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In physics, a quantum (plural: quanta) is the minimum amount of any physical entity involved in an interaction. The fundamental notion that a physical property may be "quantized" is referred to as "the hypothesis of quantization". This means that the magnitude of the physical property can take on only discrete values consisting of integer multiples of one quantum.
For example, a photon is a single quantum of light (or of any other form of electromagnetic radiation), and can be referred to as a "light quantum". Similarly, the energy of an electron bound within an atom is also quantized, and thus can only exist in certain discrete values. The fact that electrons can only exist at discrete energy levels in an atom causes atoms to be stable, and hence matter in general is stable.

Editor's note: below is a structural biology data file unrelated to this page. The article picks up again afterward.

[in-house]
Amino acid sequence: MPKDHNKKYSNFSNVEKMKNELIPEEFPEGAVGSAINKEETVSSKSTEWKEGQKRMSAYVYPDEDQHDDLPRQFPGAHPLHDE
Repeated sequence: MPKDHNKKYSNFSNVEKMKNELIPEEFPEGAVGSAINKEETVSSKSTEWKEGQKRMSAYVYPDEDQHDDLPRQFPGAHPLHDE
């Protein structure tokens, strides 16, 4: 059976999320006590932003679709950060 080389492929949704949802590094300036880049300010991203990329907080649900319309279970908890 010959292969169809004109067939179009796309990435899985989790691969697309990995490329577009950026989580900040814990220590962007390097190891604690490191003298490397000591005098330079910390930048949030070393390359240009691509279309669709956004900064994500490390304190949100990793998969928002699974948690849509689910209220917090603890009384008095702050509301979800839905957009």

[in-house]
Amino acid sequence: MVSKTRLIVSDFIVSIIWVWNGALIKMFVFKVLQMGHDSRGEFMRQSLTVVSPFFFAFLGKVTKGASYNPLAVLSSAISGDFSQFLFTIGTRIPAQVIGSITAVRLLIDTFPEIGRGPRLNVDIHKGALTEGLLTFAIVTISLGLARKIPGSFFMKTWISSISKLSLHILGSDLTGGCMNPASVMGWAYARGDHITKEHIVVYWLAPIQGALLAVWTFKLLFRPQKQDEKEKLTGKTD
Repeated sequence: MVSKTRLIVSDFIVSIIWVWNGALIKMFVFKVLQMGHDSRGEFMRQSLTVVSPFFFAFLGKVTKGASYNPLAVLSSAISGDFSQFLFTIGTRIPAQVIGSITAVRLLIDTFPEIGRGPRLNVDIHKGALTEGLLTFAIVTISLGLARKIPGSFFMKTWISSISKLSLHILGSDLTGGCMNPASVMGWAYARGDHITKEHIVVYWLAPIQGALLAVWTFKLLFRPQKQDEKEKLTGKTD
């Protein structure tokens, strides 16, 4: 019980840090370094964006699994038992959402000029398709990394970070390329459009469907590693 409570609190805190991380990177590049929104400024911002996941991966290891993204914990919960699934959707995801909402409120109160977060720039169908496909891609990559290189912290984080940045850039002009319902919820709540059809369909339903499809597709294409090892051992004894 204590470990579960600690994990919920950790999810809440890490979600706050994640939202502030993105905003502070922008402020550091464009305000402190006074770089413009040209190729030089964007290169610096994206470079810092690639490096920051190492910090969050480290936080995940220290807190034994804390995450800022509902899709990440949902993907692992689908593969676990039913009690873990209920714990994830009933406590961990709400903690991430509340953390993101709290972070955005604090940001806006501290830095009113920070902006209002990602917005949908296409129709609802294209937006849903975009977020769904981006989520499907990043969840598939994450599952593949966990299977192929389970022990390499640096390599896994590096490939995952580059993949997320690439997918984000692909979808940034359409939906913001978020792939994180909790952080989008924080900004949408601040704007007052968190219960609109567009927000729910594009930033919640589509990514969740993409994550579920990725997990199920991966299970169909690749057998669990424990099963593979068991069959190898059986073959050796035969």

Quantization is one of the foundations of the much broader physics of quantum mechanics. Quantization of the energy and its influence on how energy and matter interact (quantum electrodynamics) is part of the fundamental framework for understanding and describing nature.